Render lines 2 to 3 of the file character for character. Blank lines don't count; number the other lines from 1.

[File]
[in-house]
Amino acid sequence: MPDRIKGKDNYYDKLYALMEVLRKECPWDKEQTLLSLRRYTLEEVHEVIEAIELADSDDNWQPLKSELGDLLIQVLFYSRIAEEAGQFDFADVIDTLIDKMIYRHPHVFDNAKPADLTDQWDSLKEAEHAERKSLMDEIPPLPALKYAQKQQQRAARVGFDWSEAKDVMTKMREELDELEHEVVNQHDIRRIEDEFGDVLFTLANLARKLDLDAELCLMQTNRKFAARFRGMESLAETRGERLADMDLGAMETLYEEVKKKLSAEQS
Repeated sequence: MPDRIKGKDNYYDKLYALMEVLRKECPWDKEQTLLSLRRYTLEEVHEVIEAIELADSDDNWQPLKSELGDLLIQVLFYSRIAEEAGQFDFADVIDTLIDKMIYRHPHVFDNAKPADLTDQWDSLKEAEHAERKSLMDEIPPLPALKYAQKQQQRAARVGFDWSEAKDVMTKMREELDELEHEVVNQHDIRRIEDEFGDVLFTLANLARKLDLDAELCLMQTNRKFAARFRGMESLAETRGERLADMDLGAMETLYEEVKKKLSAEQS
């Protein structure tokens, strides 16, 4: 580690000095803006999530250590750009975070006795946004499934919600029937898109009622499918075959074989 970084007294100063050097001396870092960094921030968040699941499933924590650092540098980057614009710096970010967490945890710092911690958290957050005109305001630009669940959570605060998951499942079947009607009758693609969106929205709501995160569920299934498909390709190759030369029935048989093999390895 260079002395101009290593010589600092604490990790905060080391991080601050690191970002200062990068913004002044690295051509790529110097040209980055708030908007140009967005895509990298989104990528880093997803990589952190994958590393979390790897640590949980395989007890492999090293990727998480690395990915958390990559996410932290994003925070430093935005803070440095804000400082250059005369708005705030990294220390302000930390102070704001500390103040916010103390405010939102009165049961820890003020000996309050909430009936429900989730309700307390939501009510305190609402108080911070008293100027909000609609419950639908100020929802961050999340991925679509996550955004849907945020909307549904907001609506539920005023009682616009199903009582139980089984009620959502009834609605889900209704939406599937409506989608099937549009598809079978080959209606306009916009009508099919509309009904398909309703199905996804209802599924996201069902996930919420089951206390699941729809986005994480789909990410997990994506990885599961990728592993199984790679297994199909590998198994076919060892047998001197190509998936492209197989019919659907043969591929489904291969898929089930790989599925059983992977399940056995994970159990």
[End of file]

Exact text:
Amino acid sequence: MPDRIKGKDNYYDKLYALMEVLRKECPWDKEQTLLSLRRYTLEEVHEVIEAIELADSDDNWQPLKSELGDLLIQVLFYSRIAEEAGQFDFADVIDTLIDKMIYRHPHVFDNAKPADLTDQWDSLKEAEHAERKSLMDEIPPLPALKYAQKQQQRAARVGFDWSEAKDVMTKMREELDELEHEVVNQHDIRRIEDEFGDVLFTLANLARKLDLDAELCLMQTNRKFAARFRGMESLAETRGERLADMDLGAMETLYEEVKKKLSAEQS
Repeated sequence: MPDRIKGKDNYYDKLYALMEVLRKECPWDKEQTLLSLRRYTLEEVHEVIEAIELADSDDNWQPLKSELGDLLIQVLFYSRIAEEAGQFDFADVIDTLIDKMIYRHPHVFDNAKPADLTDQWDSLKEAEHAERKSLMDEIPPLPALKYAQKQQQRAARVGFDWSEAKDVMTKMREELDELEHEVVNQHDIRRIEDEFGDVLFTLANLARKLDLDAELCLMQTNRKFAARFRGMESLAETRGERLADMDLGAMETLYEEVKKKLSAEQS